The material you use and the quality of the footings will ultimately determine its strength and durability.

Basic Design Advice On Building A Retaining Wall

While the choice of materials is important, even more important is getting the design of the wall right.

A wall that is too high is likely to be more unstable than a shorter wall. As the height increases, the tipping force that tries to topple the wall increases exponentially.  Keep that in mind when trying to determine what height you want your retaining wall to be. 600ml is the norm.

When soil freezes, it expands and this expansion can cause serious damage to retaining walls. If you live in an area where frost is imminent, the most effective way to minimize this damage is to back-fill the wall with gravel this ensures the soil and surrounding area is well drained to prevent water build up and ice behind the wall.

If the slope behind the wall is so severe that there is no way to drain the water way, drainage can be achieved by using weep holes at the wall base  .

landscaping tasmania

landscaping tasmania


 need to create a foundation of concrete or compacted stone to prevent soil creep.


Drainage Considerations

Getting the drainage right is one of the most important considerations when landscaping Tasmania. It is crucial that storm water should be directed away from all structures – yours as well as your neighbors  It’s not just the water that is a matter of concern. Even under dry conditions, water naturally runs down a steep gradient. When it rains, the soil gets heavier as it keeps absorbing water and this waterlogged soil slowly slides down the slope which causes tremendous damage, particularly if it gets into the house. Diverting the water to where it will cause least damage is the core of good drainage. This can be achieved with carefully planned buried drainpipes or by installing draining ditches in a way that does not mar the face of the slope. Digging a ditch at the top of the slope and connecting it to the drains that run down the slope will help divert the water that would otherwise run right over the edge.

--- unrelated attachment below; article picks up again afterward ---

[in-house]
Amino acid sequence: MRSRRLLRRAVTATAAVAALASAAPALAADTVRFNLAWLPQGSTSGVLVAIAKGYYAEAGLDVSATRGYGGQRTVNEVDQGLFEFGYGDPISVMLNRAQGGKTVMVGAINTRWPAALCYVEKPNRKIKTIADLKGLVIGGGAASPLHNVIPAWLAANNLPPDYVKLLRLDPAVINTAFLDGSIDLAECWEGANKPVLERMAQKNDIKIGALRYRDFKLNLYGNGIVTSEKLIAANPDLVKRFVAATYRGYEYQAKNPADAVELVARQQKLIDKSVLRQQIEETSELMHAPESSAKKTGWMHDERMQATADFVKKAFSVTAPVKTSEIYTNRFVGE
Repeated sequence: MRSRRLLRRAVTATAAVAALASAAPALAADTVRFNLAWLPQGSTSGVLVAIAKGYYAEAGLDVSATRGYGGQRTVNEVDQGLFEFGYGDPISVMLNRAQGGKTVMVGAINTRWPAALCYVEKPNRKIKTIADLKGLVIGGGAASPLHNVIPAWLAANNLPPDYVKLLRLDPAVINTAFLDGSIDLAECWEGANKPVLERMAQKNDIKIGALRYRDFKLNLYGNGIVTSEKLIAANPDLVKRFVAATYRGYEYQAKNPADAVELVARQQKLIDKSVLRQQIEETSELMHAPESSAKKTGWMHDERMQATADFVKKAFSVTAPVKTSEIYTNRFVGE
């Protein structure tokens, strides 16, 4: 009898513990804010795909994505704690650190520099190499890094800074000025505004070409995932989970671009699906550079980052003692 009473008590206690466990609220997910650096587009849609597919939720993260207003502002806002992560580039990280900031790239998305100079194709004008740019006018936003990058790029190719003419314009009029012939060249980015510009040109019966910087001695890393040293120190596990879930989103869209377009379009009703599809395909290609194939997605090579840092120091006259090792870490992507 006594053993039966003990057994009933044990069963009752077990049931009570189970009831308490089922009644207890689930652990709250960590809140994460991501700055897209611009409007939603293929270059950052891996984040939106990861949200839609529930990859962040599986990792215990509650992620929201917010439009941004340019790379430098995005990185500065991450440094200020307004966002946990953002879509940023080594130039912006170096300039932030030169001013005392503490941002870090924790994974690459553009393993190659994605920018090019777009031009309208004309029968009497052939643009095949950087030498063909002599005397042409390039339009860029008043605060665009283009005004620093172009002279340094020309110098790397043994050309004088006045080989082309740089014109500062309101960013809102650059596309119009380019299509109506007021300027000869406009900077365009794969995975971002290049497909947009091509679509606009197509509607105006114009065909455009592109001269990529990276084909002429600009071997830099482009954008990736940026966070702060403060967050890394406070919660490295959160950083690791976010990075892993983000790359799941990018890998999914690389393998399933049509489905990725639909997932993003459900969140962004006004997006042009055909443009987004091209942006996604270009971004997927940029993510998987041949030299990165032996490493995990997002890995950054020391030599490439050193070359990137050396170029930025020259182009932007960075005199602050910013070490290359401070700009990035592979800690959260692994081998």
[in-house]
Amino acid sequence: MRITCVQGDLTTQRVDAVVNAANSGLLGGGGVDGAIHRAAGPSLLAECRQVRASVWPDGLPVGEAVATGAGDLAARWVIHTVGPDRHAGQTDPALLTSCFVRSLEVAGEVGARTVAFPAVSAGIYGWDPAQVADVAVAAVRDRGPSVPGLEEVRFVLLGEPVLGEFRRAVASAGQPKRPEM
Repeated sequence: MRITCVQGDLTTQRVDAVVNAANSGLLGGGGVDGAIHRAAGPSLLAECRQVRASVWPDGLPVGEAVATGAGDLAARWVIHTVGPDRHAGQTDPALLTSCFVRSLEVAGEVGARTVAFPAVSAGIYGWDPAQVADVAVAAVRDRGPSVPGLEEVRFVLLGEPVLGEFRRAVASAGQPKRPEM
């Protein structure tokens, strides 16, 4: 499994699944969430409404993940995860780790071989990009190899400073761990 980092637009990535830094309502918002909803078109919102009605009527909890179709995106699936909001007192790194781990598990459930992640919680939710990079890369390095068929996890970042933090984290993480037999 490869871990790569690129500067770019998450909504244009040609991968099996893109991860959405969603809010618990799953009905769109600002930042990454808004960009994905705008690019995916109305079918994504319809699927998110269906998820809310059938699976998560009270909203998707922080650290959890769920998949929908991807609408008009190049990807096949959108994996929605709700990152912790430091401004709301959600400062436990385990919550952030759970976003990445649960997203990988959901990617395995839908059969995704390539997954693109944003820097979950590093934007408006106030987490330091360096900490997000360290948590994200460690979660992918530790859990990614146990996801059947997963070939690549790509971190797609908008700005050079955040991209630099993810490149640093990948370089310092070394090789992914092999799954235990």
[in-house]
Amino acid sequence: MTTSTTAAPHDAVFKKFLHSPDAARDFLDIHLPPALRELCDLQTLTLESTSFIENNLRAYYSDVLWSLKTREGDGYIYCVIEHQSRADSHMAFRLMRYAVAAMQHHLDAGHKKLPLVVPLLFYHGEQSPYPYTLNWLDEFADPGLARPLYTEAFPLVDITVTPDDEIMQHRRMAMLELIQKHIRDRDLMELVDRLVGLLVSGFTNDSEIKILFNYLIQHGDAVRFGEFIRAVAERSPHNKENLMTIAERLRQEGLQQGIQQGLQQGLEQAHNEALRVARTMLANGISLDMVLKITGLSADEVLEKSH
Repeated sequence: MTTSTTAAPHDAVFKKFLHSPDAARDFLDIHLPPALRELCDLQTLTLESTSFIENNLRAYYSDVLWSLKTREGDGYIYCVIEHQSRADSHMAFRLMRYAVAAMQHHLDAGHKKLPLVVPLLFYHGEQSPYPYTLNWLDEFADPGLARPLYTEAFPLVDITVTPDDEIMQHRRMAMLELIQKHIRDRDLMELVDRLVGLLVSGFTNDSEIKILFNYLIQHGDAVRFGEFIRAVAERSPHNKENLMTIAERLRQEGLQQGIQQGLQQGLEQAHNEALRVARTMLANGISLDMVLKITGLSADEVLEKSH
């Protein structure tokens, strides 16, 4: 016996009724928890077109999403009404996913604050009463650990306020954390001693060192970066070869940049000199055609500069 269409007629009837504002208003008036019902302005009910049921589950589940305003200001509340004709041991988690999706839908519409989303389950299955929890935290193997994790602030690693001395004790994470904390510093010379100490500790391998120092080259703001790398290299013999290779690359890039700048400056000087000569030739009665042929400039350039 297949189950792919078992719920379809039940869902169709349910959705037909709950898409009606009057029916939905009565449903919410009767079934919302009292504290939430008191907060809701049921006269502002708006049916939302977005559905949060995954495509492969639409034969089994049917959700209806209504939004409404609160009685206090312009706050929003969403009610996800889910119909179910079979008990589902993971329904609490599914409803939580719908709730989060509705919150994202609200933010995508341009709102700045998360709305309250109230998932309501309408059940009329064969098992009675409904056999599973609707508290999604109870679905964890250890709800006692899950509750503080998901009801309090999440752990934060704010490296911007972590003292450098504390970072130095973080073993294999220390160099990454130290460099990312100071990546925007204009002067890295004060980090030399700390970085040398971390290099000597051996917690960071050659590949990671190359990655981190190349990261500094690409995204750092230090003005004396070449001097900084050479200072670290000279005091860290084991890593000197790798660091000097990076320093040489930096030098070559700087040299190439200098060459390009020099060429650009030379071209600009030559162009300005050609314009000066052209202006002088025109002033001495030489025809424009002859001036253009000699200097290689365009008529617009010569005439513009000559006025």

Selecting Plants For Your Sloping Garden

Plants that tend to flow down the slopes work wonderfully when planted at the edge of a terrace. These include black eyed susan, Shasta daisies, cone-flowers and garden phlox, and herbs such as creeping phlox and cat-mint.

Soft woolly lambs ears, artemesias and other plants with silver or grey foliage add contrasting colour that is eye catching when planted alongside other brighter coloured blooms and dwarf-sized evergreen shrubs.

Elaborate trellises, large flower pots, bird feeders and bird baths all add different degrees of interest but too many items can make the garden look cluttered. Instead a few pieces carefully placed flowers can speak volumes.  Here is an interesting article called :    “Your Three Options for Landscaping on a Slope”.

Good luck with your garden!  

If you need any advice regarding landscaping Tasmania, contact John from DH Landscaping – big or small – he does it all.